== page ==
Secretary of State Ashcroft discusses issues with (L to R) Scotland County Commissioners Danette Clatt and Duane Ebeling and Scotland County clerk Batina Dodge, during a visit to Memphis on July 25th.

As the county and state officials dedicated to administering elections, one might have been surprised to hear discussions between Missouri Secretary of State Jay Ashcroft and Scotland County Clerk Batina Dodge as they discussed the state’s presidential primary during Ashcroft’s recent stop in Memphis.

The Secretary of State met with Scotland County Commissioners Duane Ebeling and Danette Clatt, along with Dodge as part of the state official’s tour of northeast Missouri on Thursday, July 25th.

Ashcroft and Dodge engaged in discussions related to the state’s presidential primary election and the Secretary of state’s position of the possibility of eliminating the costly endeavor.

“We aren’t talking about taking away the right to vote from anyone, as any resident would still be able to attend the local caucuses in their county and help select their party’s candidate,” said Ashcroft.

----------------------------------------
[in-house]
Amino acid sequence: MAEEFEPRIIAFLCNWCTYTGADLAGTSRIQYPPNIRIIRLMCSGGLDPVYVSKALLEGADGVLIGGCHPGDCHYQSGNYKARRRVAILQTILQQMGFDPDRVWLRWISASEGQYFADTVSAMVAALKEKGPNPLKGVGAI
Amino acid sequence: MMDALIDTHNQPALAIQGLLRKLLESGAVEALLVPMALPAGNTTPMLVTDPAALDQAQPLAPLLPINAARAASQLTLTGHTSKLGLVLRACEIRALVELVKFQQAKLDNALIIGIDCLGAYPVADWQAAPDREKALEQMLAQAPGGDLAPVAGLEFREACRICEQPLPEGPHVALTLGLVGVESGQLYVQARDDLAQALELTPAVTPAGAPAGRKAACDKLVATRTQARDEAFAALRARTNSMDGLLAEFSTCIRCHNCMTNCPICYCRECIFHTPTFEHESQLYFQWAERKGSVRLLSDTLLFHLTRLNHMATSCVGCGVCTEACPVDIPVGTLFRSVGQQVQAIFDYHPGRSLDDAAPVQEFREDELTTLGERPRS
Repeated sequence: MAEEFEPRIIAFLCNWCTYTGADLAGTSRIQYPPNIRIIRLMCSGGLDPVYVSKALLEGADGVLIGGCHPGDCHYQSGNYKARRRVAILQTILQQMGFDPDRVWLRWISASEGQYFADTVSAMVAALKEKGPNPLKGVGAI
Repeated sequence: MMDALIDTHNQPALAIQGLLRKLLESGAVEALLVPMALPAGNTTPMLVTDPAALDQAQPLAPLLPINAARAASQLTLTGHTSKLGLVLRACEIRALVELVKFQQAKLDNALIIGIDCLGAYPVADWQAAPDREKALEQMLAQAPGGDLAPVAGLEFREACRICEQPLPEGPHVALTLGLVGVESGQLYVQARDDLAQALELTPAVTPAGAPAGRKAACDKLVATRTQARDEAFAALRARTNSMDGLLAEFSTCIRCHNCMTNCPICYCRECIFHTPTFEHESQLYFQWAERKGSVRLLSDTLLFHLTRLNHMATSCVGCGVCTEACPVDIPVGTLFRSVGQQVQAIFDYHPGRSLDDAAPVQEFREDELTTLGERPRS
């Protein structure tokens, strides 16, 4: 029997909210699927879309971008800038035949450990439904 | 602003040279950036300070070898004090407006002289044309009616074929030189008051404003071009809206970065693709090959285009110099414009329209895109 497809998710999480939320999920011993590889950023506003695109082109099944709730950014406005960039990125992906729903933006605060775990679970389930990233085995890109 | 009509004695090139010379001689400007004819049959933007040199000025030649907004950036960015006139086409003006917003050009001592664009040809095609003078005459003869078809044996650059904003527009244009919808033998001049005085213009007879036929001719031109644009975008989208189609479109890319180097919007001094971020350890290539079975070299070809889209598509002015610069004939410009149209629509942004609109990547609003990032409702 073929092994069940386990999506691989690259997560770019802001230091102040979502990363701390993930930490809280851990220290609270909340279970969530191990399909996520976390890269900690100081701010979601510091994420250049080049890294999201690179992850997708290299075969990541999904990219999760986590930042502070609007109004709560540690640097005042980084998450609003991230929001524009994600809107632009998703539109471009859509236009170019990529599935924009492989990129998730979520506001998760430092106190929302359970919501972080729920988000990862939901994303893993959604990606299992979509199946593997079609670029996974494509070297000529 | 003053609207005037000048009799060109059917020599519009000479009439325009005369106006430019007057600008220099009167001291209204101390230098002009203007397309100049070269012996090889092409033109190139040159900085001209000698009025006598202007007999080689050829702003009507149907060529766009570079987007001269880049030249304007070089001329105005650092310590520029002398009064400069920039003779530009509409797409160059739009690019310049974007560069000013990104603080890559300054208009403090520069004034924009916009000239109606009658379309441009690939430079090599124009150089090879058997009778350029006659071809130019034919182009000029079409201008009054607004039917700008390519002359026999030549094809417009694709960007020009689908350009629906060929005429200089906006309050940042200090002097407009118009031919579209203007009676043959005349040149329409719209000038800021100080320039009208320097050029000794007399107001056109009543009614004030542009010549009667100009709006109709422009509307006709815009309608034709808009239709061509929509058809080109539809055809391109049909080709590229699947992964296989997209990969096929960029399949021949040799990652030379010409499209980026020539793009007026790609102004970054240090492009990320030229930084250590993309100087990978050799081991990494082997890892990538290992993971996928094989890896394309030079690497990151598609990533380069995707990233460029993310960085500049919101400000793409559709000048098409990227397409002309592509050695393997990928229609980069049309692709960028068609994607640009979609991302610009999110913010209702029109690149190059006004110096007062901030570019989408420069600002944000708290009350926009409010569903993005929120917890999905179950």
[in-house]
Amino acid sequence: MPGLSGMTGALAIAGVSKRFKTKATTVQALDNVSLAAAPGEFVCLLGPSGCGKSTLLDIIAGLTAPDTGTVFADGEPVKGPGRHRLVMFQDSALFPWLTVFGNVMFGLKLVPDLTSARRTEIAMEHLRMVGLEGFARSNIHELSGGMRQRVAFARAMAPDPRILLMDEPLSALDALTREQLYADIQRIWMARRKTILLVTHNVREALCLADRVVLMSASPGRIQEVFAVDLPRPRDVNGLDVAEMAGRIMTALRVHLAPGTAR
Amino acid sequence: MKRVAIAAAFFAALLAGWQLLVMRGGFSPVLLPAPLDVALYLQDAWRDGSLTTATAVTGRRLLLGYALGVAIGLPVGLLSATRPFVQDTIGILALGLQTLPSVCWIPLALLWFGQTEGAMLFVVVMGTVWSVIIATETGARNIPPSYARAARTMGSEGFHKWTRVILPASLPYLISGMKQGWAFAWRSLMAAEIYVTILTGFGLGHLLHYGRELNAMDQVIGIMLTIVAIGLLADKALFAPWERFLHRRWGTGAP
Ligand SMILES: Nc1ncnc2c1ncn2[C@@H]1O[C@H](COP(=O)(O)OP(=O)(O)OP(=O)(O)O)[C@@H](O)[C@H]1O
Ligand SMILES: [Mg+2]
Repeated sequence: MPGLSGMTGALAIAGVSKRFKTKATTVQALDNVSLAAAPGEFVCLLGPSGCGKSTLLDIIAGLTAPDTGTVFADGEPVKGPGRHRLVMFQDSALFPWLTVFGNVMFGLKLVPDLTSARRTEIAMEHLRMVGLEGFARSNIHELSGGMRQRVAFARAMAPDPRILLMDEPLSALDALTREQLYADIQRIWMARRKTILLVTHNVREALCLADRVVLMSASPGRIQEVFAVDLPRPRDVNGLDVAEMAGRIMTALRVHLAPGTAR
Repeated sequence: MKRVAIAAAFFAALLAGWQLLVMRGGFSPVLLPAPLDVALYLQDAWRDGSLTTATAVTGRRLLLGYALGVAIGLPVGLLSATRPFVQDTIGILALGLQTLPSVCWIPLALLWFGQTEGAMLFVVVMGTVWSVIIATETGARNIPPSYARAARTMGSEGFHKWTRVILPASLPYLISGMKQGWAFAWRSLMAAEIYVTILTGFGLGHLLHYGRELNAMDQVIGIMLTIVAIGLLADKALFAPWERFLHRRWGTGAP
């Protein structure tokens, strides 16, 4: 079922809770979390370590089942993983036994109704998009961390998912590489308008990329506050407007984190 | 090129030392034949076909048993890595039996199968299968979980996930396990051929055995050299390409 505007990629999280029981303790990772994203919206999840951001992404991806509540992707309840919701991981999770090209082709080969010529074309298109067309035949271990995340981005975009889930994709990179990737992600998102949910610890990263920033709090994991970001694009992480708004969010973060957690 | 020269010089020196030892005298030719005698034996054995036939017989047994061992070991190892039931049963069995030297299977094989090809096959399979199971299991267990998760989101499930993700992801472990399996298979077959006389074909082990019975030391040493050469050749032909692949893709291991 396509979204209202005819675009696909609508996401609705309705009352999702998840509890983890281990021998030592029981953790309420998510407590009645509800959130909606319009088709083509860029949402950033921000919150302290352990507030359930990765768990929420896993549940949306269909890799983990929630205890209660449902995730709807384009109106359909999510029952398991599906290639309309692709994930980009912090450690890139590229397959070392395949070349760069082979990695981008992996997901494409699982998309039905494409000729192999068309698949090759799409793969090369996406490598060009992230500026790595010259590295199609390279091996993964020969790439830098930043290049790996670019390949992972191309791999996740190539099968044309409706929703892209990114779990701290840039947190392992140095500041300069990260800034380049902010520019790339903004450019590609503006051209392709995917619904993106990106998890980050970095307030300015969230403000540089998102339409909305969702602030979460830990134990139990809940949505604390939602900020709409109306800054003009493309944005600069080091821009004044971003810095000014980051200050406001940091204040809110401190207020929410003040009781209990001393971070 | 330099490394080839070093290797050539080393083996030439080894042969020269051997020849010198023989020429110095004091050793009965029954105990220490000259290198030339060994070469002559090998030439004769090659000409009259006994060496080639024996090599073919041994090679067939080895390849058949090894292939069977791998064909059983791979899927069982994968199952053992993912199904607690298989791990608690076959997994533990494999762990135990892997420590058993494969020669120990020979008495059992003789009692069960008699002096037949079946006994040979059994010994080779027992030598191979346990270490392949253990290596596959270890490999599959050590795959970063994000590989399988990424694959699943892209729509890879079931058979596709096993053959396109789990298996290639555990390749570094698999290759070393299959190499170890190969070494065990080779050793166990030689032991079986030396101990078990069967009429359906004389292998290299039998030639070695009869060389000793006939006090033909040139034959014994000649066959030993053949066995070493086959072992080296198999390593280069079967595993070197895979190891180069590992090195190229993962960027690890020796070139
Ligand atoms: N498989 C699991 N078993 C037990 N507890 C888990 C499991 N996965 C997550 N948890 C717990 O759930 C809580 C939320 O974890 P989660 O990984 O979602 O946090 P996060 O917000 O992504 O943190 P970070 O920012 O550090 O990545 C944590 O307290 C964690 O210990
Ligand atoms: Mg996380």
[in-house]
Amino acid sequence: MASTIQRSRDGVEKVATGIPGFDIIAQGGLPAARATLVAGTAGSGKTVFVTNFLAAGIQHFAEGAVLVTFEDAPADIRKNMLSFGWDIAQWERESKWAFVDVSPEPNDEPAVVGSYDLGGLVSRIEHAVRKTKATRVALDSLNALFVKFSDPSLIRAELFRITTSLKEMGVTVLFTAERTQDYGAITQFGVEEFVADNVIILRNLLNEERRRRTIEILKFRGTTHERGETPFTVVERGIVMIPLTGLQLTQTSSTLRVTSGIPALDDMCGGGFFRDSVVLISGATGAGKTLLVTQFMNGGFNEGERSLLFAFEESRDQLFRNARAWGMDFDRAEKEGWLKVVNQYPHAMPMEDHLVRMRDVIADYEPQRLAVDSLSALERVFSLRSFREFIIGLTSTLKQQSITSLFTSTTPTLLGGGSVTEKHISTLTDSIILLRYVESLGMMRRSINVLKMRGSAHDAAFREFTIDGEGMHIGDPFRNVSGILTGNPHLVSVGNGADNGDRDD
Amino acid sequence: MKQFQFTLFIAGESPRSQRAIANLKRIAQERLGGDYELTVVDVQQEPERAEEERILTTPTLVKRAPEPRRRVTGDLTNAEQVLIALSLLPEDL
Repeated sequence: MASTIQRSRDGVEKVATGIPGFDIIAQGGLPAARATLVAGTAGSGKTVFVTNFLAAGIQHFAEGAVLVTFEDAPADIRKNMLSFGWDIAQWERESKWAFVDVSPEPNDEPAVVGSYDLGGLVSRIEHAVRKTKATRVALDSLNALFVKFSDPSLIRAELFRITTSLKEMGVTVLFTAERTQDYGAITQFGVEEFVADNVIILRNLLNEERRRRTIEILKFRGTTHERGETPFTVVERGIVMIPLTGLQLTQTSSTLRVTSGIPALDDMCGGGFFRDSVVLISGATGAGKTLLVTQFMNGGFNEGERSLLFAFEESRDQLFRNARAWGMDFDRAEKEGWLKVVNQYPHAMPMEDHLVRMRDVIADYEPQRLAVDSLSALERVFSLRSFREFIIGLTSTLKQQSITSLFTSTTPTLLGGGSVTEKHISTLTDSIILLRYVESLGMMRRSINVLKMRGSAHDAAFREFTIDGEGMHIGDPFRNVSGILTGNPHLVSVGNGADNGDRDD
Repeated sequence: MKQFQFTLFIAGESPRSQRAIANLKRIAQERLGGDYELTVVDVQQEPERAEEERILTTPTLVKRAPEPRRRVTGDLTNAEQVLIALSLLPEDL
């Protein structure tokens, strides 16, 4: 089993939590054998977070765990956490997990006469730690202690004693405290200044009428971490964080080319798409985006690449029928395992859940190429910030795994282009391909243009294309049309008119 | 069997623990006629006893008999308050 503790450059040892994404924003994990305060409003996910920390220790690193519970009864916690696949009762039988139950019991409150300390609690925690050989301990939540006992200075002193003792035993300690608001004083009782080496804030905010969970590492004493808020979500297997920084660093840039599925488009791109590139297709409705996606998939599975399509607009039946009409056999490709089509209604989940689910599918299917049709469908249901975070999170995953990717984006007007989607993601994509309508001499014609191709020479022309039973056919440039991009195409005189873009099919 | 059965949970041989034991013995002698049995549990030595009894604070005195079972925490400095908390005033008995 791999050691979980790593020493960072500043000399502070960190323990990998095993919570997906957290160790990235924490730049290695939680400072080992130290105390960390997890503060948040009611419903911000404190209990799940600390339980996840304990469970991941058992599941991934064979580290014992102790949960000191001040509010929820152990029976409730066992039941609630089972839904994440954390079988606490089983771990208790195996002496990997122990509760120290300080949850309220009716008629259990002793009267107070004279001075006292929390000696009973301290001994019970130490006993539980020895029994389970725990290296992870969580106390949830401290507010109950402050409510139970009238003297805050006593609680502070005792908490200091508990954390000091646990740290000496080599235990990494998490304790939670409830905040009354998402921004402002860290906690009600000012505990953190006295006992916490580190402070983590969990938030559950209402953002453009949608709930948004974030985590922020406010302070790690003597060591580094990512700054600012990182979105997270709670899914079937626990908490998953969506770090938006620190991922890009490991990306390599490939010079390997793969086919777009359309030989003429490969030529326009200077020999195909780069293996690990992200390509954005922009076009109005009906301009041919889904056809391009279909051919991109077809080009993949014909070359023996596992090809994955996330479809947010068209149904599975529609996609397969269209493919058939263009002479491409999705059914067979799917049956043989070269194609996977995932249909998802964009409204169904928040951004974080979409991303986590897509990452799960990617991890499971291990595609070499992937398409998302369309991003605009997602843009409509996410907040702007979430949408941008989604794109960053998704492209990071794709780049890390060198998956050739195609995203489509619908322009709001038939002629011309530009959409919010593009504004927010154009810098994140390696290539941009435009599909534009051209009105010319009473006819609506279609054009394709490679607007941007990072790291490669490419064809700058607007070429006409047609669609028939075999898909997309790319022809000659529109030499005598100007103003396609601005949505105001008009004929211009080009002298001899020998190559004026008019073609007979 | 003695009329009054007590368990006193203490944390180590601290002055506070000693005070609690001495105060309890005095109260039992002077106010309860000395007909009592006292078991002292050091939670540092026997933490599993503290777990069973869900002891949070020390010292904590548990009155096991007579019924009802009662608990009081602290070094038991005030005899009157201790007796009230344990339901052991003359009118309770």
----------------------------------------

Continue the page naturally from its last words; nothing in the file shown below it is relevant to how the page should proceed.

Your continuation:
Ashcroft and Dodge discussed the potential savings for the state, as presidential primaries cost an average of $7 million to $10 million a year.

Dodge noted that the cost is extremely high based on traditionally low voter turnout, particularly in light of the fact that the results simply highlight the state’s presidential preference, while the county caucuses actually determine which candidates make it on the ballot.

Ashcroft indicated he hoped to approach Governor Mike Parsons to consider proposing a special legislative session to consider the idea prior to the 2020 presidential primary. He added there is potential to address lawmakers directly during the regularly scheduled veto session in September.

“When you consider how much money is spent per vote for an election that truly doesn’t decide anything, it seems like there must be far better ways for our state to spend the money,” said Dodge.

Ashcroft and Dodge also discussed the short turnaround time between elections, which often causes confusion for absentee voters not to mention the workload the primary adds on local election officials.

The Secretary of State has been discussing the pros and cons of his proposal with county election officials across the state during a number of visits being made this summer.